This book is a series of simply told anecdotes from the 1st person perspective of a child in the memoir style. As such, it's innocent, poignant and often humorous. The descriptions of the flora, fauna and mountains are pure joy.
Jeff Woodman was excellent at narrating in an adult voice, with guileless childlike inflection without sounding silly or cartoonish. Achieving this balance is probably quite difficult, but he made it sound effortless. However, the language is front to back colloquial Appalachian... very thick Appalachian, and hearing phrases such as "we was might near runnin' away" spoken in General American was jarring. The language is intrinsic to the book's richness and the narration style did not honor that a t'all. This critique isn't aimed at Mr. Woodman as he's clearly adept at what he does, but he was a very poor fit. (Imagine Winter's Bone or True Grit delivered by Walter Cronkite).
Beyond the story itself, the book and author have controversial histories. I gently recommend readers perform at least some light research for thought provoking context.
I would recommend a friend read this book, but not listen to it.
Ayla, of course. She is the primary character.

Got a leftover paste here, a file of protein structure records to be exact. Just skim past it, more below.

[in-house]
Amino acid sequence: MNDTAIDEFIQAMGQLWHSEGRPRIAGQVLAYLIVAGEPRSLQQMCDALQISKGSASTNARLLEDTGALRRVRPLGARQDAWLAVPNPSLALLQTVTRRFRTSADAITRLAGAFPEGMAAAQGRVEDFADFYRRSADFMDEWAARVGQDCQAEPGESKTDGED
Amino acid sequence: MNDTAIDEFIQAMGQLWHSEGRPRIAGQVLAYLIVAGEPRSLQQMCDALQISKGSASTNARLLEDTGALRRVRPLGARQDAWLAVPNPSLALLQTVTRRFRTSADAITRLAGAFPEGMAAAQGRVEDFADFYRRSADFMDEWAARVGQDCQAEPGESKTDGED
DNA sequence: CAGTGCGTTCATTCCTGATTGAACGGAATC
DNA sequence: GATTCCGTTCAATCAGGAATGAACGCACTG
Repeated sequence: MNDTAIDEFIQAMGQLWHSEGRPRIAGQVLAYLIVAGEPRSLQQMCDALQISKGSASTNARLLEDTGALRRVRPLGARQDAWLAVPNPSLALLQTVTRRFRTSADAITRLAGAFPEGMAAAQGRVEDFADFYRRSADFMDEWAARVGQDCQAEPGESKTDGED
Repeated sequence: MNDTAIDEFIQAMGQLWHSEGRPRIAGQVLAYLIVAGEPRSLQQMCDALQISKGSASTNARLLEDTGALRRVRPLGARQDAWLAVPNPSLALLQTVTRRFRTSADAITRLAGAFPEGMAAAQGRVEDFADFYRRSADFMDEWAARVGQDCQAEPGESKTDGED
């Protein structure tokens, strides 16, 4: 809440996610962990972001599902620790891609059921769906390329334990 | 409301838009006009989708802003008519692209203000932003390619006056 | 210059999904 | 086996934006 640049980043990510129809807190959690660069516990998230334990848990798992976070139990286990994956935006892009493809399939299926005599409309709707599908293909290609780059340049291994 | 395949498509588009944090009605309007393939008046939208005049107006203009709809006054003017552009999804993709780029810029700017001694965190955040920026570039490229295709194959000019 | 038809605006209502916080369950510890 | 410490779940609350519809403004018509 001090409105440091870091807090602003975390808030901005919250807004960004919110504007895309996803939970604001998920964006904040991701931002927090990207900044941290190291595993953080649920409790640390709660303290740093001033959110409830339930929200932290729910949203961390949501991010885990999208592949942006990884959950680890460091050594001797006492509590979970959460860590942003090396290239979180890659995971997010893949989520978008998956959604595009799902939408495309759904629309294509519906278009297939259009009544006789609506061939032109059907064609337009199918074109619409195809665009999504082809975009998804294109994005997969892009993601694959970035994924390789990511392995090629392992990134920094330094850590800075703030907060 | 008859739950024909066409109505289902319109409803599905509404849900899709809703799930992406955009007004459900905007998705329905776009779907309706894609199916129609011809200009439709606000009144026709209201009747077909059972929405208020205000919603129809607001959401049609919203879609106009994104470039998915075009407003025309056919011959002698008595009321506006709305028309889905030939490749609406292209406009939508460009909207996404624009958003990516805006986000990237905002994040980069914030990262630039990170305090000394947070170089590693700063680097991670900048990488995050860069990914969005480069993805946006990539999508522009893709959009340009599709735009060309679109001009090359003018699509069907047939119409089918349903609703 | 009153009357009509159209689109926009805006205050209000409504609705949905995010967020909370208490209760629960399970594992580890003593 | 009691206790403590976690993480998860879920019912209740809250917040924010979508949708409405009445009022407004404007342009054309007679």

I wish so hard a more talented narrator had read this book (and series). Sandra Burr is simply not qualified to read any book in which there is the slightest scrap of dialog. Period. All treatment of people talking are cartoonish. Her range encompasses shrill boys and girls, normalish adult men, women and crackly sounding old folks. Up until now, the incompetent reading has been tolerable at best, but in this book Ayla has suddenly acquired a some vague ~*exotic woman*~ accent in which she rolls her r's and speaks in a husky, vaguely Eastern European voice. Something between Werner Herzog and SNL's The Continental. It went from cartoonish in the previous books to right over the edge in this one. It's been a struggle to find listening enjoyment. As a book, The Shelters of Stone is worth the read, but Ms. Burr has rendered the audiobook an incongruent joke.
Clan of the Cave Bear is a movie, I saw it and it was not at all representative of the book. Eew. I'd go see it if it were remade.
Shelters of Stone is a continuation of the Children of Earth series and, as other reviewers have mentioned, is repetitive to the point of annoyance. This repetition started to really grate my nerves in the previous book, The Plains of Passage. How many times does the function of a
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